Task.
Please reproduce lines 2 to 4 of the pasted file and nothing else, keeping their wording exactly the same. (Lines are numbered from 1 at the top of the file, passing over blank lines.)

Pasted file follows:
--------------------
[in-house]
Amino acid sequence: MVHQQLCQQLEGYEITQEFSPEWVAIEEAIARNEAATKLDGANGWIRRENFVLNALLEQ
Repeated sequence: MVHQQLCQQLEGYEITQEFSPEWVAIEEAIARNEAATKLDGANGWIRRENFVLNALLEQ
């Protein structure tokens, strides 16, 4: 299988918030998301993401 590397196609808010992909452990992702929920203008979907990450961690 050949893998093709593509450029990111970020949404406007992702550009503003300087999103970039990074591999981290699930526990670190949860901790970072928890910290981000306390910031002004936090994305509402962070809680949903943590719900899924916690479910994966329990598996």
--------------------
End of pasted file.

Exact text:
Amino acid sequence: MVHQQLCQQLEGYEITQEFSPEWVAIEEAIARNEAATKLDGANGWIRRENFVLNALLEQ
Repeated sequence: MVHQQLCQQLEGYEITQEFSPEWVAIEEAIARNEAATKLDGANGWIRRENFVLNALLEQ
């Protein structure tokens, strides 16, 4: 299988918030998301993401 590397196609808010992909452990992702929920203008979907990450961690 050949893998093709593509450029990111970020949404406007992702550009503003300087999103970039990074591999981290699930526990670190949860901790970072928890910290981000306390910031002004936090994305509402962070809680949903943590719900899924916690479910994966329990598996």